News Article

Morgan State, MICA, among Baltimore-area colleges receiving millions from federal omnibus bill
January 3, 2024


By: Matt Hooke

The $1.7 trillion omnibus spending bill that President Joe Biden signed into law in December earmarks millions of dollars for Baltimore-area colleges and universities.

In total, the Baltimore region will see over $80 million in direct federal investments from the legislation. The money will help universities expand scientific research, train more health care workers and create more opportunities for entrepreneurs.

Morgan State University earned the largest sum of money of any Baltimore institution at just under $5 million. The largest chunk of money to MSU is $2 million earmarked for Morgan State University’s Center for Equitable Artificial Intelligence & Machine Learning, according to a joint statement from Senators Ben Cardin and Chris Van Hollen.

The center is part of a wave of expansion at MSU. The institution reached a record enrollment of more than 9,000 students and has several student housing projects underway or in planning stages. The new A.I. center comes as the university is competing with other Historically Black Colleges and Universities for a U.S. Air Force-affiliated research center, focused on developing autonomous systems.

Several of the projects funded by the omnibus legislation are meant to expand the health care workforce in Maryland. The region is in desperate need of more health care workers, a shortage that has prompted the creation of two osteopathic medical schools, one in Hagerstown and one in Baltimore on the campus of MSU. The HBCU will use $1.95 million in federal money to create a Master’s Degree in biomedical sciences so students are prepared to attend the new for-profit school on campus.

Notre Dame of Maryland University will also expand its medical programs with a $963,000 influx of federal money. The Baltimore school is in the middle of a strategic shift, with the all-women’s undergraduate program planning to admit men for the first time in the fall of 2023 to deal with sagging enrollment.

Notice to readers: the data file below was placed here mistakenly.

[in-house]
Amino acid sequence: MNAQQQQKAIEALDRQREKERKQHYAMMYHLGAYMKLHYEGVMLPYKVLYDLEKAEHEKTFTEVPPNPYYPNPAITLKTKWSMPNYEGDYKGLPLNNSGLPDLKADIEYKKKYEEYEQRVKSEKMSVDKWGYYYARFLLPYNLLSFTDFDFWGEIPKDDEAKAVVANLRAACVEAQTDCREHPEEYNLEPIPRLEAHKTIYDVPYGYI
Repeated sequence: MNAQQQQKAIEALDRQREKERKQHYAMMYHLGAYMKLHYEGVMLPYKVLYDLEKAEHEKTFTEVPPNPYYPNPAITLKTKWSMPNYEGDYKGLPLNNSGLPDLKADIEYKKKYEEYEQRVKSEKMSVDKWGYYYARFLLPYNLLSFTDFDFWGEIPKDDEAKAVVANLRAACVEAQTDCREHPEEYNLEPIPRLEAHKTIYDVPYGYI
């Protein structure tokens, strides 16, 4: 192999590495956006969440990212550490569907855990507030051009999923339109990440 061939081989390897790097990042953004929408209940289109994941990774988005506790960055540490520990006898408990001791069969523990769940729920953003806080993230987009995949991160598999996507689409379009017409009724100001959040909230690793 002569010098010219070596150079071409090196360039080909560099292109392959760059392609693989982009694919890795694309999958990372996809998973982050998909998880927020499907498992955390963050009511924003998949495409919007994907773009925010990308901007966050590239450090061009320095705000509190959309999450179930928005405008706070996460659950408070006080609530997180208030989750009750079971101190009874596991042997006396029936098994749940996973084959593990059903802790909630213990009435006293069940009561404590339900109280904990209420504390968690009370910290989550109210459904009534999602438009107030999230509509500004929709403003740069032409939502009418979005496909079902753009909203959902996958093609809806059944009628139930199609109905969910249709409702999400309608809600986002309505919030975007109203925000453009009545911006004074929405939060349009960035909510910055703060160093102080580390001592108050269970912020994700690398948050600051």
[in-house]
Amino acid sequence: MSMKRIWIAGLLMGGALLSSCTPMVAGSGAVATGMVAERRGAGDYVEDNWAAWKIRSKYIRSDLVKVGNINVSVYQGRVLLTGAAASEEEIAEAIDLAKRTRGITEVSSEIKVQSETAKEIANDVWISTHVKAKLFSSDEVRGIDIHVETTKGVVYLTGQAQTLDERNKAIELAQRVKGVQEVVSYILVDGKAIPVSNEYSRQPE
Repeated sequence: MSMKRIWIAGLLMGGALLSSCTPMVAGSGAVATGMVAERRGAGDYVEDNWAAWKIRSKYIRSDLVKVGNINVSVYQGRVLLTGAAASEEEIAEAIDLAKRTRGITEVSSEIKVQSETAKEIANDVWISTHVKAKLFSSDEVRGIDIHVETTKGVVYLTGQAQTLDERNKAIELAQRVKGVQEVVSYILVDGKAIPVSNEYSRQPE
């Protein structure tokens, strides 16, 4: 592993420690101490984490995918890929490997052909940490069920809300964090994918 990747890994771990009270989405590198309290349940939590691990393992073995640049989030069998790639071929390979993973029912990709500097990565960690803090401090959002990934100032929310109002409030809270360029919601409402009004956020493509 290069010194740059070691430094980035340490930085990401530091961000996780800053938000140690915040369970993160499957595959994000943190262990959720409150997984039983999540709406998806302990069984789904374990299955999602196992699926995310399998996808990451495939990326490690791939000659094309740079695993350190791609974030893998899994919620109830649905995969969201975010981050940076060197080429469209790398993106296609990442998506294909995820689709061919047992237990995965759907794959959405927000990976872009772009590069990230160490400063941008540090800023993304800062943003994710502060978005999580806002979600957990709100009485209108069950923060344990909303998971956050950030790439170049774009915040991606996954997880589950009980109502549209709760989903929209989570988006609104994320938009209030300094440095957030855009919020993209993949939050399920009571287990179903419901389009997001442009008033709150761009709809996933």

Other local education projects that will receive funding from the omnibus legislation include:

  • $1.2 million to expand the existing life sciences and health sciences programs at Goucher College in Towson. The college plans to double the number of students who can be admitted into the biology, biochemistry, chemistry, neuroscience, pre-nursing and pre-med programs.
  • $1.1 million for the Train the Trainer program at the University of Maryland, Baltimore. Train the Trainer plans to bring together nonprofit leaders, police officers and social workers to create new violence prevention strategies.
  • $1 million to enhance research at Morgan State University’s Patuxent Environmental and Aquatic Research Laboratory in St. Leonard.
  • $950,000 to Towson University to recruit students to enter the teaching field. The number of Towson students graduating with an education major has declined by more than 15% and the school hopes to graduate 40-45 additional teachers in the next two years.
  • $1.75 million to the Beloved Community Services Corp. to preserve the law office of Juanita Jackson Mitchell, the first African-American woman to graduate from the University of Maryland Carey School of Law and practice in Maryland. The funds will build a satellite office for UMB’s ROAR program to help survivors of crime access legal and mental health services.
  • $1 million for the Maryland Institute College of Art for the Baltimore Creatives Acceleration Network, a city-wide initiative to expand the local creative economy. The funds will provide mentorship, incubation space and coaching to entrepreneurs.
  • $475,000 to Johns Hopkins University to support a program to help Baltimore City seniors age in place.
  • $140,000 to Coppin State University to expand teaching and nursing certification support.
  • $3 million to I Am Mentality inc. for the B-360 Educational program. The program uses dirt bike culture as a gateway to STEM education for students in Baltimore City. The federal funds will be used to establish a permanent physical location for the nonprofit, expand staffing and purchase equipment for a computer lab.
  • $4 million to Mount St. Mary’s University in Emmitsburg to expand science technology engineering and math research.
  • $1.1 million to the University of Maryland Baltimore County to upgrade the Earth and Space Institute.